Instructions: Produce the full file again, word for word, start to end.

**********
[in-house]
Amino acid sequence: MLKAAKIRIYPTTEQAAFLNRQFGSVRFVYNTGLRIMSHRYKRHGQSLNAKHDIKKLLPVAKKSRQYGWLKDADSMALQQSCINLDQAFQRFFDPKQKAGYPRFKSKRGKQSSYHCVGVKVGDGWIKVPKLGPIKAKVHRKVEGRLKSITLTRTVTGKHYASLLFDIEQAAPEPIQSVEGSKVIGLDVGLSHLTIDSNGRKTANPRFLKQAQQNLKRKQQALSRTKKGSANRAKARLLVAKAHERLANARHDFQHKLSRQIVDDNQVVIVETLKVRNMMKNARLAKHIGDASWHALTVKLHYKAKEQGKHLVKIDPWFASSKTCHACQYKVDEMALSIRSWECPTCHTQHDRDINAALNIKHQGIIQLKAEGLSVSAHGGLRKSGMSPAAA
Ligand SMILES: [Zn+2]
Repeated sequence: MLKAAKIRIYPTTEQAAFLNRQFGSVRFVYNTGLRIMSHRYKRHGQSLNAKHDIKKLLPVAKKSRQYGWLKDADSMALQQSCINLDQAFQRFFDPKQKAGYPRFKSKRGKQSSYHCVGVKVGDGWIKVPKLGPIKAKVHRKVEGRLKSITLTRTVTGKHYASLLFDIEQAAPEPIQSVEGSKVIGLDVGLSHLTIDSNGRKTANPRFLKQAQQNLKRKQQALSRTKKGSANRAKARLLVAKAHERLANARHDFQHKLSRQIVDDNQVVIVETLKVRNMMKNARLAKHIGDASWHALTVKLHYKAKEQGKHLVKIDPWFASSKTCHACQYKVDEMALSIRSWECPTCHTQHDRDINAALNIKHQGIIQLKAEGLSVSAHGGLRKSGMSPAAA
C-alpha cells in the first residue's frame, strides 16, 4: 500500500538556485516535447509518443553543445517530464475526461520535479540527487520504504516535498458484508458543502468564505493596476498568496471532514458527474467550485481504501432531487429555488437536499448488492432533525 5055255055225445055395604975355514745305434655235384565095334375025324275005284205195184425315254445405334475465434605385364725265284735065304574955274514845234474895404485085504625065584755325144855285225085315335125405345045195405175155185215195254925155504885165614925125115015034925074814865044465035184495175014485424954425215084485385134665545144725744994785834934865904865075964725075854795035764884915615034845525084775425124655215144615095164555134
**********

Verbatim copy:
[in-house]
Amino acid sequence: MLKAAKIRIYPTTEQAAFLNRQFGSVRFVYNTGLRIMSHRYKRHGQSLNAKHDIKKLLPVAKKSRQYGWLKDADSMALQQSCINLDQAFQRFFDPKQKAGYPRFKSKRGKQSSYHCVGVKVGDGWIKVPKLGPIKAKVHRKVEGRLKSITLTRTVTGKHYASLLFDIEQAAPEPIQSVEGSKVIGLDVGLSHLTIDSNGRKTANPRFLKQAQQNLKRKQQALSRTKKGSANRAKARLLVAKAHERLANARHDFQHKLSRQIVDDNQVVIVETLKVRNMMKNARLAKHIGDASWHALTVKLHYKAKEQGKHLVKIDPWFASSKTCHACQYKVDEMALSIRSWECPTCHTQHDRDINAALNIKHQGIIQLKAEGLSVSAHGGLRKSGMSPAAA
Ligand SMILES: [Zn+2]
Repeated sequence: MLKAAKIRIYPTTEQAAFLNRQFGSVRFVYNTGLRIMSHRYKRHGQSLNAKHDIKKLLPVAKKSRQYGWLKDADSMALQQSCINLDQAFQRFFDPKQKAGYPRFKSKRGKQSSYHCVGVKVGDGWIKVPKLGPIKAKVHRKVEGRLKSITLTRTVTGKHYASLLFDIEQAAPEPIQSVEGSKVIGLDVGLSHLTIDSNGRKTANPRFLKQAQQNLKRKQQALSRTKKGSANRAKARLLVAKAHERLANARHDFQHKLSRQIVDDNQVVIVETLKVRNMMKNARLAKHIGDASWHALTVKLHYKAKEQGKHLVKIDPWFASSKTCHACQYKVDEMALSIRSWECPTCHTQHDRDINAALNIKHQGIIQLKAEGLSVSAHGGLRKSGMSPAAA
C-alpha cells in the first residue's frame, strides 16, 4: 500500500538556485516535447509518443553543445517530464475526461520535479540527487520504504516535498458484508458543502468564505493596476498568496471532514458527474467550485481504501432531487429555488437536499448488492432533525 5055255055225445055395604975355514745305434655235384565095334375025324275005284205195184425315254445405334475465434605385364725265284735065304574955274514845234474895404485085504625065584755325144855285225085315335125405345045195405175155185215195254925155504885165614925125115015034925074814865044465035184495175014485424954425215084485385134665545144725744994785834934865904865075964725075854795035764884915615034845525084775425124655215144615095164555134